What Do You Do When You Know God Knows?
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"The Lord sent Nathan to David. When he came to him, he said, 'There were two men in a certain town, one rich and the other poor.  The rich man had a very large number of sheep and cattle,  but the poor man had nothing except one little ewe lamb he had bought. He raised it, and it grew up with him and his children. It shared his food, drank from his cup and even slept in his arms. It was like a daughter to him.
 Now a traveler came to the rich man, but the rich man refrained from taking one of his own sheep or cattle to prepare a meal for the traveler who had come to him. Instead, he took the ewe lamb that belonged to the poor man and prepared it for the one who had come to him.'
 David burned with anger against the man and said to Nathan, 'As
surely as the Lord lives, the man who did this deserves to die!'"
Have you ever noticed how easy it is to be arbitrary with judgement against others. We can usually see, with crystal clarity the sins and faults in others and judgement usually makes perfect sense. David is right, this man "deserves to die!" Romans 6:23 says, "For the wages of sin is death;" There are plenty of scriptures that makes us want to stoke the fires of hell for sinners the likes of this man. And certainly, God will judge sin. Matthew 3:12 says "His winnowing fork is in his hand, and he will clear his threshing floor, gathering his wheat into the barn and burning up the chaff with unquenchable fire." (NIV) Judgement is sure. Solomon wrote, "'God will judge both the righteous man and the wicked man,' for a time for every matter and for every deed is there." (Eccles. 3:17 NASB)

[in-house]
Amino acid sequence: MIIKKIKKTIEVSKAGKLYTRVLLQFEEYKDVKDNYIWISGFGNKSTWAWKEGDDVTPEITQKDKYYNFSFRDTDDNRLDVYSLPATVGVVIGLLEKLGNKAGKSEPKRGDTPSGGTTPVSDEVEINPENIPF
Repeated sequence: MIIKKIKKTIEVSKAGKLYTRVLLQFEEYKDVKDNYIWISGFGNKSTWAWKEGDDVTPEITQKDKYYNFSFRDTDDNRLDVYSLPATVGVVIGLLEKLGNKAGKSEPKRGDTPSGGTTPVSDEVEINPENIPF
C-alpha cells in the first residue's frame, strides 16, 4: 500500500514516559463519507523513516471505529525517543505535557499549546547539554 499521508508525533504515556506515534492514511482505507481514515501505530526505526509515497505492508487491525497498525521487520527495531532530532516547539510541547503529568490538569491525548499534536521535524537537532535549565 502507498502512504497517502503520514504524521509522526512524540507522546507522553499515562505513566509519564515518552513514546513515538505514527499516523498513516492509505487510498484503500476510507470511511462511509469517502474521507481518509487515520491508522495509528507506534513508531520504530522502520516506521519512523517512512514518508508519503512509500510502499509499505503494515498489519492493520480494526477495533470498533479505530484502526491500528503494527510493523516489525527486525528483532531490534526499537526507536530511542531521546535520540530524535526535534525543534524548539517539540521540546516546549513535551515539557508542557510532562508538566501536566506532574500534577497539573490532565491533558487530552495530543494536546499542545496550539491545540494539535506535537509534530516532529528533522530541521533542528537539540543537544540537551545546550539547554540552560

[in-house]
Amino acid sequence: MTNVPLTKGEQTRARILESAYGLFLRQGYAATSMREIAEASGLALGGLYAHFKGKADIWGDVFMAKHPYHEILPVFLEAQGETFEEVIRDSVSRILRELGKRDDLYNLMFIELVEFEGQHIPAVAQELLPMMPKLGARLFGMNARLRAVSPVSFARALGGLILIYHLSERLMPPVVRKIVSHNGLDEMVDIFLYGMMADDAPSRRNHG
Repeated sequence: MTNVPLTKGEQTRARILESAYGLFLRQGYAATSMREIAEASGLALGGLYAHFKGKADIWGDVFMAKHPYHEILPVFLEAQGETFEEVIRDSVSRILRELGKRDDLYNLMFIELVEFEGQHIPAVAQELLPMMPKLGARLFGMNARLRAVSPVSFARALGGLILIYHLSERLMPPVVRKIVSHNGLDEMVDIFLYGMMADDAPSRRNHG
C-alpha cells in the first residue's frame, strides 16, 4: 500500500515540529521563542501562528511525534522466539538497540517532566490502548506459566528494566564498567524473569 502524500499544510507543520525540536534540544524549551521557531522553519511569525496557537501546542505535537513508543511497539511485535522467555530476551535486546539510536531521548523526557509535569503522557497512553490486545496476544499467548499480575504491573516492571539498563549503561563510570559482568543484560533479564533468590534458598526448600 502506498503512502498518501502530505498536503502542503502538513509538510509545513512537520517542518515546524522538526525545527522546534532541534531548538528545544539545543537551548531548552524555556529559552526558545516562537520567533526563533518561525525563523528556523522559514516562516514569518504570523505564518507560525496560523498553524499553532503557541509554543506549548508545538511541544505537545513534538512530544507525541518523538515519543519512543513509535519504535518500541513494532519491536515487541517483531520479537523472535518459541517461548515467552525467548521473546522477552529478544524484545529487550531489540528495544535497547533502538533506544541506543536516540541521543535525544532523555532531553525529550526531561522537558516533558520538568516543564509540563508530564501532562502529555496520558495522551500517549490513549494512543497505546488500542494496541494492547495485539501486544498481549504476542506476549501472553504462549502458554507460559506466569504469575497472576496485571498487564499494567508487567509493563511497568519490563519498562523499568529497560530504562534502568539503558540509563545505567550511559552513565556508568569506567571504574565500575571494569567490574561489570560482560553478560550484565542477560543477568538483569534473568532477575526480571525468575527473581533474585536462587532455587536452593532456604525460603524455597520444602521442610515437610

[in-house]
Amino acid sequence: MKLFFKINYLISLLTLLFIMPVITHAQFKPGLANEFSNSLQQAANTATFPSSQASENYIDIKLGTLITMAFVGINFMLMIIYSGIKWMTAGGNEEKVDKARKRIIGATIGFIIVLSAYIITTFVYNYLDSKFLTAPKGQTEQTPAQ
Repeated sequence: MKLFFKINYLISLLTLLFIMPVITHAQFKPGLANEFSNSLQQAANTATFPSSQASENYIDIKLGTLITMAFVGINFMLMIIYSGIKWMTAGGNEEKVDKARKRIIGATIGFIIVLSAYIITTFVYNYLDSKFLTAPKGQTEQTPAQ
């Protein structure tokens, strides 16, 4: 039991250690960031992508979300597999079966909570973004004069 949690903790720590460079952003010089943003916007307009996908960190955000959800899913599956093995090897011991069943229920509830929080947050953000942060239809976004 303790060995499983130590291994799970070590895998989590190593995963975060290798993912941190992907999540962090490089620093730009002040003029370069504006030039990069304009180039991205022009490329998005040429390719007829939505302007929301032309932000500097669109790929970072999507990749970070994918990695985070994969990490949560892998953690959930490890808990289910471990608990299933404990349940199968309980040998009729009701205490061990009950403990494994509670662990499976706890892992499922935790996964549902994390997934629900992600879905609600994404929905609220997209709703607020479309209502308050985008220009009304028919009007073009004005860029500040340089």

In verse 6, David continues with his judgement, "And he must make restitution for the lamb fourfold, because he did this thing and had no compassion." (2 Samuel 12:6 NASB) David does more than pass judgment on this man, he requires him to make restitution-to try to make the crooked way straight. Then came the sobering word from Nathan in verse 7: "You are the man!"
Right about the time David could have enjoyed the satisfaction from his self-righteous attitude, Nathan delivers a blow to his mid section-he is the man.
It is much easier to see the sin in others, than it is to see the sin in our own lives. I am reminded of Jesus' words in Matthew 7:3 when he said, "And why do you look at the speck that is in your brother's eye, but do not notice the log that is in your own eye?" (NASB) David was quick to pass judgement on the rich shepherd without pausing for a moment to consider his own sin. Lurking in the background of this encounter was the great sin that he'd committed against God, one which was far greater than killing an animal-he'd killed a man after committing adultery with the man's wife.
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